Stocks struggled to stay positive by mid-afternoon Thursday even as a weaker U.S. dollar boosted the materials sector. 

The S&P 500 was down 0.24%, the Dow Jones Industrial Average gained 0.04%, and the Nasdaq fell 0.43%.

The U.S. dollar weakened against a basket of international currencies following worse-than-expected data on the domestic economy. The weaker currency made U.S.-made products cheaper for international buyers, a prospect that boosted materials stocks. 

In the basic materials sector, Alcoa (AA - Get Report) , Monsanto (MON) , Freeport-McMoRan (FCX - Get Report)  and Newmont Mining Corp. (NEM - Get Report) jumped, while the Materials Select Sector SPDR ETF (XLB - Get Report) climbed 2.2%.

A weaker greenback temporarily boosted commodities prices, though its effect faded by the middle of the session. Still, crude oil prices were holding steady near the $32-level. 

"After triggering a sharp rally on Wednesday, a slumping US dollar and speculative talk of an emergency producer meeting continue to hold the crude complex relatively steady in the face of global oversupply," said T. Austin Sapp, commodity analyst at Schneider Electric. "Six OPEC states (Iran, Algeria, Nigeria, Ecuador, Iran, and Venezuela) and two non-OPEC states (Russia and Oman) have asserted that they are prepared to attend an emergency meeting among producers should one be called in the near-term."

U.S. factory orders declined in December for the fourth time in five months. Orders fell nearly 2.9%, its steepest decline in roughly a year, as activity slowed in the face of weakness from the energy sector and a stronger dollar.

New claims for unemployment benefits rose 8,000 to 285,000 in the week ended Jan. 30, coming in above forecasts of 280,000. Though higher, initial jobless claims in the U.S. remain at multi-year lows, signaling that the labor market continues to tighten.

"Some of January's disappointments in claims may have been attributed to giveback following elevated levels of hiring of temporary workers over the holidays," said BNP Paribas' fixed-income economics analyst Derek Lindsey. "In all, the trend remains at rather low historical levels, but we will continue to monitor gains for any solid turnaround in the data."

The official read on U.S. nonfarm payrolls will be released Friday morning. Economists expect 192,000 jobs to have been added to the U.S. economy and the unemployment rate to hold steady at 5%. 

CBS (CBS - Get Report) shares fell 1% after long-time chairman Sumner Redstone resigned with CEO Leslie Moonves named his successor. Redstone also stepped down from his role as chairman of Viacom (VIA.B) , a company he founded. CEO Phillipe Dauman has been named as his replacement. Redstone's mental faculties have been in question with some investors calling for new leadership recently.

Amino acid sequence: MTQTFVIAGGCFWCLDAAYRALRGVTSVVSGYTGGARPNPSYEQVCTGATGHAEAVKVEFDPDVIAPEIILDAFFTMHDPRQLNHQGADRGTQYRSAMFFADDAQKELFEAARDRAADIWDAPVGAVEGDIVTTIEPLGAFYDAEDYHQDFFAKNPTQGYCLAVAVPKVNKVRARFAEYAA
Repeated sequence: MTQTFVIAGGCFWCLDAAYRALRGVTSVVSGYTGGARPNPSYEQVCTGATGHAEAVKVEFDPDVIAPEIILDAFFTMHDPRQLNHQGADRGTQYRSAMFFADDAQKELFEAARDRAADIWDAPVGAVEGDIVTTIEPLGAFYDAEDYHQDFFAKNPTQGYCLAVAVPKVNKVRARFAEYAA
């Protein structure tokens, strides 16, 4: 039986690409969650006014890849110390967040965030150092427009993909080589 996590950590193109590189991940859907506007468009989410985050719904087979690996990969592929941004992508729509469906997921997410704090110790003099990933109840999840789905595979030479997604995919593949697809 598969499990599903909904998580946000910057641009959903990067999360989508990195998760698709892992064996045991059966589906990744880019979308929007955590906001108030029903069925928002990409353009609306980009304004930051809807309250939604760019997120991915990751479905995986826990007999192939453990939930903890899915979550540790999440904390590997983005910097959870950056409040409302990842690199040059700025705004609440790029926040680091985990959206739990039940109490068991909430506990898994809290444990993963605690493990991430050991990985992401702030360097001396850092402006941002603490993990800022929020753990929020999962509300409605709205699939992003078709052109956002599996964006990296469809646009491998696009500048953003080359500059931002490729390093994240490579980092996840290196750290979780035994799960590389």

A massive wave of earnings reports from industry giants including Credit Suisse (CS - Get Report) and ConocoPhillips (COP - Get Report) kept trading active. So far, 59% of S&P 500 companies have reported with 69% reporting earnings above estimates. Average earnings have fallen 4.2%. Excluding energy, earnings have increased 2%. 

ConocoPhillips fell 9% after further reducing its full-year capital expenditure plans and cutting its quarterly dividend as the oil company continues to struggle in the face of low oil prices. The company reduced its quarterly dividend to 25 cents a share from 74 cents.

Credit Suisse tumbled 11% after announcing plans to cut roughly 4,000 jobs to reduce costs. The financial institution also announced a massive pretax loss in the fourth quarter. It reported a pretax quarterly loss of 6.4 billion, including a 3.8-billion-franc impairment charge linked to its acquisition of Donaldson, Lufkin & Jenrette investment bank in 2000. 

GoPro (GPRO - Get Report) slumped after reporting a net loss of 8 cents a share, compared to estimates of a break-even quarter. The action camera maker also warned it expects current-quarter sales no higher than $180 million, well below estimates of $291 million. GoPro also named Brian McGee as its new chief financial officer, effective March 11.

AstraZeneca (AZN - Get Report) fell after warning of lower earnings this fiscal year on higher research and development costs. The drugmaker also said weaker profit forecasts were tied to softer demand for Crestor, its cholestrol treatment, as its patent expires this year.

Cisco Systems (CSCO - Get Report) was 1% higher after reaching a deal to buy Jasper Technologies for $1.4 billion in cash. Cisco said privately held Jasper has developed the industry's leading platform for the "Internet of Things" that encompasses a growing range of connected devices, appliances and machines.

Cisco is a holding in Jim Cramer's Action Alerts PLUS charitable trust portfolio.

"We like the deal from a strategic standpoint, as it would further enhance Cisco's capabilities in the rapidly-growing area of IoT services," wrote Cramer and Jack Mohr, research director of Action Alerts PLUS. "This deal allows Cisco to expand its IoT offerings to its mobile ecosystem as Jasper's portfolio is focused on connecting mobile devices or platforms ... through wireless networks."

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